Saving the Vote
By PAUL KRUGMAN Published: August 17, 2004
veryone knows it, but not many politicians or mainstream journalists are willing to talk about it, for fear of sounding conspiracy-minded: there is a substantial chance that the result of the 2004 presidential election will be suspect.
Yet the behavior of Gov. Jeb Bush's officials with regard to other election-related matters offers no justification for such faith. First there was the affair of the felon list. Florida law denies the vote to convicted felons. But in 2000 many innocent people, a great number of them black, couldn't vote because they were erroneously put on a list of felons; these wrongful exclusions may have put Governor Bush's brother in the White House.
This year, Florida again drew up a felon list, and tried to keep it secret. When a judge forced the list's release, it turned out that it once again wrongly disenfranchised many people - again, largely African-American - while including almost no Hispanics.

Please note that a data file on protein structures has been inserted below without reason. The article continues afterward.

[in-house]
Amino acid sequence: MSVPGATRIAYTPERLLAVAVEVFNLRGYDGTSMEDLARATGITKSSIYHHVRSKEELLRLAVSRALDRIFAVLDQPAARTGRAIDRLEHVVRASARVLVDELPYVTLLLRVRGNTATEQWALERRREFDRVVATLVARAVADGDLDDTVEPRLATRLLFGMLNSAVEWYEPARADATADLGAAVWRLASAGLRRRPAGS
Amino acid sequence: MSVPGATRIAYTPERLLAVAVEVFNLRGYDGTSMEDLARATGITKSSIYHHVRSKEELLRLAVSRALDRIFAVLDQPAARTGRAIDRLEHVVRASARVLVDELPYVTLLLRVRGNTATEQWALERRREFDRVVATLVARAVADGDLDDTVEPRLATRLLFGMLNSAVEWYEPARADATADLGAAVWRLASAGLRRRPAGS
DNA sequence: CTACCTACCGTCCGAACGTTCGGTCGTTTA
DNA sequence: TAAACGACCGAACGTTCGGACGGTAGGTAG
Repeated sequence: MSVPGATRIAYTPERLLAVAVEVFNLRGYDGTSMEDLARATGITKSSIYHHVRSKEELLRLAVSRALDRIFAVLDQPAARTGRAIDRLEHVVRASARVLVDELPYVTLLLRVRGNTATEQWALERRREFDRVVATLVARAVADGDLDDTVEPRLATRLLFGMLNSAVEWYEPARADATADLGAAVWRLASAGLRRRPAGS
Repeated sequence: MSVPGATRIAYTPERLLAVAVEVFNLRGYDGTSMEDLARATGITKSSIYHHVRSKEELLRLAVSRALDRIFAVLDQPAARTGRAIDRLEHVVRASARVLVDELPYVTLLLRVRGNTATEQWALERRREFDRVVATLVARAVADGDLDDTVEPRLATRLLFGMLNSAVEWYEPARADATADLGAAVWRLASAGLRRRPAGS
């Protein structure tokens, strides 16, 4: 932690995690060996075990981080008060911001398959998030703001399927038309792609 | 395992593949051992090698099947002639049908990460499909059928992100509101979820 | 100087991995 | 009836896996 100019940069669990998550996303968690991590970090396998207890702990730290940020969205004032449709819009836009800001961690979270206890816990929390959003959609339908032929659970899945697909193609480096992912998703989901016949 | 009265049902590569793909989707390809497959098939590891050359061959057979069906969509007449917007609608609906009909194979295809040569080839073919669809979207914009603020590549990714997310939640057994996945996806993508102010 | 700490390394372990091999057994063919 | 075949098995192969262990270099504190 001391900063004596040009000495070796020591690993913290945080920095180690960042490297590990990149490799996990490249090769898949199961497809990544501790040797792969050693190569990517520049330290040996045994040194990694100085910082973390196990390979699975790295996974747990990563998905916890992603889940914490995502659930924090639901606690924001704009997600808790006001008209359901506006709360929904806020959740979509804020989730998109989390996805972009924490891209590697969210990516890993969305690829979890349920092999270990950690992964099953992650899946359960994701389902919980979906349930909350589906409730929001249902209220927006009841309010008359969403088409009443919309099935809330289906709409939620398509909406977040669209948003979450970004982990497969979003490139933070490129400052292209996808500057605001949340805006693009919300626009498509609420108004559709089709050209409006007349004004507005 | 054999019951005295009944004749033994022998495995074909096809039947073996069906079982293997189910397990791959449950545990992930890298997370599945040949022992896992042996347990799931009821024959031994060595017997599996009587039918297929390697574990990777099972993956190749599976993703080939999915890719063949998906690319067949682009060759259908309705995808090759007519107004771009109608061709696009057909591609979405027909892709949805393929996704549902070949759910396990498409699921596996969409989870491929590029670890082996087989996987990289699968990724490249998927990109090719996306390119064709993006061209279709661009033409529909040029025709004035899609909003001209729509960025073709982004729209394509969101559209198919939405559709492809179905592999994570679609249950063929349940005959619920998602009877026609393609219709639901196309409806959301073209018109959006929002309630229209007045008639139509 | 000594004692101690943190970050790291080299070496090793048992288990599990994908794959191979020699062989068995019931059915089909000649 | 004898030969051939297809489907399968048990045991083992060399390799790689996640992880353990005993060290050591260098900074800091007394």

Yesterday, my colleague Bob Herbert reported on another highly suspicious Florida initiative: state police officers have gone into the homes of elderly African-American voters - including participants in get-out-the-vote operations - and interrogated them as part of what the state says is a fraud investigation. But the state has provided little information about the investigation, and, as Mr. Herbert says, this looks remarkably like an attempt to intimidate voters.
Given this pattern, there will be skepticism if Florida's paperless voting machines give President Bush an upset, uncheckable victory.